Pretenders to presidency hover over the faltering Mitterrand

FRANCE has just witnessed one of the most extraordinary spectacles in its recent political history. The sight of Francois Mitterrand - weakened by advanced prostate cancer, discussing his health and defending his role under the Vichy regime of Marshal Petain live on television last week - was shocking, pathetic or admirable, depending on the beholder.

The main effect was to draw attention away from the succession to the President. While all eyes were on Mr Mitterrand, the battle to replace him - which may now come sooner than planned if he decides he cannot continue until the end of his mandate next May - receded into the background.

In what Raymond Barre, the former centrist prime minister and a perpetual presidentiable (a pretender to the presidency), dismisses as 'the microcosm' - the Parisian salons where the political classes chatter - the talk was that Mr Mitterrand, who will be 78 next month, could well leave the Elysee Palace by Christmas.

Constitutionally, what would happen next is clear cut and well tested. Twice before, when Charles de Gaulle resigned in 1969 and Georges Pompidou died in office in 1974, France was launched into an unexpected presidential campaign. Twenty years ago, it took barely six weeks from Pompidou's death for the two- round presidential election to be organised and for Valery Giscard d'Estaing to be installed as his successor.

This time, the President's departure would be easier to manage since it would merely bring forward a scheduled election by a few months. The names of the main contenders are already well known.

If Mr Mitterrand did go, he would be replaced in the first instance by the President of the Senate, Rene Monory, a former centrist finance and education minister; he would hold the reins until the election. Obligingly, Mr Monory said on Friday that he was 'psychologically ready' to stand in.

Given the political make-up of France at present, the next president should logically come from the right. The conservative coalition of the Gaullist RPR and the centre-right Union for French Democracy (UDF) together have 80 per cent of the seats in the National Assembly, the lower house of parliament, and the government of Edouard Balladur, elected 18 months ago, remains popular.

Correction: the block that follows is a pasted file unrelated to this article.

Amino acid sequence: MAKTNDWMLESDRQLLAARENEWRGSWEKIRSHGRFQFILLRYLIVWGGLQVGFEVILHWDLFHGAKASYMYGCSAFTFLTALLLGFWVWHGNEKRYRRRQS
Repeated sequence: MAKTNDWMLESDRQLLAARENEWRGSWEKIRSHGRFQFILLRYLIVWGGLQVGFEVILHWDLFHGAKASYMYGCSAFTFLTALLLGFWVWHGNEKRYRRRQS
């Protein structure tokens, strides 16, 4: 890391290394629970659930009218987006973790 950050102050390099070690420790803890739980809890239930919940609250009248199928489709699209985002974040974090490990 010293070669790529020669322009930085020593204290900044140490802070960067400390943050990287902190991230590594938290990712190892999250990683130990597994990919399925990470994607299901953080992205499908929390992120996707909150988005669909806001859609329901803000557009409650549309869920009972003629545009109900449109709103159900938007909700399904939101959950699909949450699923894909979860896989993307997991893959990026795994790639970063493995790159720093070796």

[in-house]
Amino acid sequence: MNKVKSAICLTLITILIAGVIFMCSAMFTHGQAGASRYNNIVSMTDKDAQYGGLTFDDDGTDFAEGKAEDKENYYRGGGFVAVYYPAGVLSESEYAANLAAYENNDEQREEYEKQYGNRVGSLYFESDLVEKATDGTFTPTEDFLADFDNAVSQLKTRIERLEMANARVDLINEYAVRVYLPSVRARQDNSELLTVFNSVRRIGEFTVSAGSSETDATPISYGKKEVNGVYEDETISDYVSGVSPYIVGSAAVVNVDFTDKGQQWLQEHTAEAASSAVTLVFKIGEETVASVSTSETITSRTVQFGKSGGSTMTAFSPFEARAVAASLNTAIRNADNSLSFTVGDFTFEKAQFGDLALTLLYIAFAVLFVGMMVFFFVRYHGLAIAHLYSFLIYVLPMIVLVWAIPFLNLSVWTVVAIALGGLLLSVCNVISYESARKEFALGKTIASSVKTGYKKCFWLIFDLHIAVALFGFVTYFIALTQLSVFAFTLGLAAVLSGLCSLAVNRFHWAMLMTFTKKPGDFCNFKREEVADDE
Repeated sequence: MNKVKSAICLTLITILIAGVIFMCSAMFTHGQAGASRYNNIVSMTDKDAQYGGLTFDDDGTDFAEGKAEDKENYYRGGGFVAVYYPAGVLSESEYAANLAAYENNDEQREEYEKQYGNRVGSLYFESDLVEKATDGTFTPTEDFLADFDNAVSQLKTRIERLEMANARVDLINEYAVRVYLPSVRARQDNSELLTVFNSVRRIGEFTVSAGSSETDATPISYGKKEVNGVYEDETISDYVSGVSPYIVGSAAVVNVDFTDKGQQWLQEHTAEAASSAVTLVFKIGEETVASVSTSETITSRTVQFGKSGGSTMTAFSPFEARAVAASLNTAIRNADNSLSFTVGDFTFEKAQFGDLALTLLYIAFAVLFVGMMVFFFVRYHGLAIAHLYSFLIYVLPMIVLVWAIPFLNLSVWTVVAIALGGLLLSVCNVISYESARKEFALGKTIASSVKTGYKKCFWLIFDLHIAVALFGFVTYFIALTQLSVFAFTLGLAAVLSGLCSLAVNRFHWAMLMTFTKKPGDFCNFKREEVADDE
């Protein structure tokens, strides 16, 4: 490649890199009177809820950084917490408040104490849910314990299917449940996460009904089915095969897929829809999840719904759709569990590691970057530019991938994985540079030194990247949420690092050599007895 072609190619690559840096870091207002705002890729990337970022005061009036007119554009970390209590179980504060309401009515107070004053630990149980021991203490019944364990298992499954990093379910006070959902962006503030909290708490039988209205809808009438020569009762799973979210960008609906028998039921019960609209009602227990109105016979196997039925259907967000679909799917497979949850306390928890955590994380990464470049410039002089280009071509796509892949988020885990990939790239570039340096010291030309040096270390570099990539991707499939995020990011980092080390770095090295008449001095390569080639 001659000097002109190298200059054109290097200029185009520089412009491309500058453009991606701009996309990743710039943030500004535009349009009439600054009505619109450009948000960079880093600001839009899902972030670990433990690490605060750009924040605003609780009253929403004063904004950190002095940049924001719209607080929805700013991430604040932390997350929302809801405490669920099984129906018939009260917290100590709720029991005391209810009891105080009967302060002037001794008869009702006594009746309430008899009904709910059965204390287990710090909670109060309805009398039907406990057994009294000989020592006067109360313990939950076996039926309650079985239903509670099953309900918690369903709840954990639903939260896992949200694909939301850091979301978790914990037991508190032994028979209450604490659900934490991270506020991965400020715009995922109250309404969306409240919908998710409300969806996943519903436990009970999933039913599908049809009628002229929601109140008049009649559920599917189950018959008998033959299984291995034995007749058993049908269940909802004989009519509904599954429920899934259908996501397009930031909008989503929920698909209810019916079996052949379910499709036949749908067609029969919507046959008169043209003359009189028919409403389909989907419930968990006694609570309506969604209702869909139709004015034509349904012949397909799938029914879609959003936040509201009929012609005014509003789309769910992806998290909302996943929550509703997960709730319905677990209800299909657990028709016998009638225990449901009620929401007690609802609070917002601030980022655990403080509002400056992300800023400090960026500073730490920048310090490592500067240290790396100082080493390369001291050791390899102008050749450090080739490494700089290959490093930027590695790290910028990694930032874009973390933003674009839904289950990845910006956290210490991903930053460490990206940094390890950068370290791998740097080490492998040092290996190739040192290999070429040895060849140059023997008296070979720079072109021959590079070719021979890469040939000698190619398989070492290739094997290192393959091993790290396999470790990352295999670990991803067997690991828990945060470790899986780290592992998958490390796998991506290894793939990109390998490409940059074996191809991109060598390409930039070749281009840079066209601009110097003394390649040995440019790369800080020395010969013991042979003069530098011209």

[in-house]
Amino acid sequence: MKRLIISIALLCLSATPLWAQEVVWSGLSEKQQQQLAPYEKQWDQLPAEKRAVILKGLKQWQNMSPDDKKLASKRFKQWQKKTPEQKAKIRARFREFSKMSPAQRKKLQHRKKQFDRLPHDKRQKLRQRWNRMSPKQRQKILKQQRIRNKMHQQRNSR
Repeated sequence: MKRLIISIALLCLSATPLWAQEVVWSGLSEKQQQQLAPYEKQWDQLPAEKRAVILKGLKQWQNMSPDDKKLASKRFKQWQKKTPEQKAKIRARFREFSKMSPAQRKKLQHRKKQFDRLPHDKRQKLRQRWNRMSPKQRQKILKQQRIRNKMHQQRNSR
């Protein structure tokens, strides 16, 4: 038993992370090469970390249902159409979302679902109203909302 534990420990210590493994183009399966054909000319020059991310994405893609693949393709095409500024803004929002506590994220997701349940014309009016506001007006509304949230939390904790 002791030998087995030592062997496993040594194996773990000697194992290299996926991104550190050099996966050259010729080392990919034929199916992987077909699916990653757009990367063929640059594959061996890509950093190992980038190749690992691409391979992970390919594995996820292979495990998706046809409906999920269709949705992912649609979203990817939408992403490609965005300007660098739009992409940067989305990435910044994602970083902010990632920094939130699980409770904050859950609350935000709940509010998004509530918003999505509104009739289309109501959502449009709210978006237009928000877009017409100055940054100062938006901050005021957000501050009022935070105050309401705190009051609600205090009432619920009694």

However, the right lost the last two presidential elections, in 1988 and 1981, in part because it put up two candidates each time. Jacques Chirac, RPR president and Mayor of Paris, stood for the party in 1981, and Giscard d'Estaing, the outgoing president, for the UDF; in 1988, Mr Barre ran for the UDF alongside Mr Chirac.

This time, there could be two candidates from the RPR alone. Mr Chirac has all but declared his candidature while Mr Balladur, riding high in the opinion polls, would be the favourite to win. For many commentators, his candidature is a foregone conclusion.

But the RPR grass roots are a contrary lot, and their preference could well be Mr Chirac, in whom they recognise more of the social awareness and earthiness that they expect from the heirs of De Gaulle.

The Gaullist legacy is seen as a mixture of conservatism and state control (it was he who, after the Second World War, set about nationalising the banks that Mr Balladur has been busy privatising) an obstinately independent foreign policy and social policies to help the underprivileged.

Mr Balladur, with his Savile Row suits and haughty manner, is seen as more aristocratic than Mr Chirac - even technocratic, a Gaullist insult for those functionaries who lack the common touch.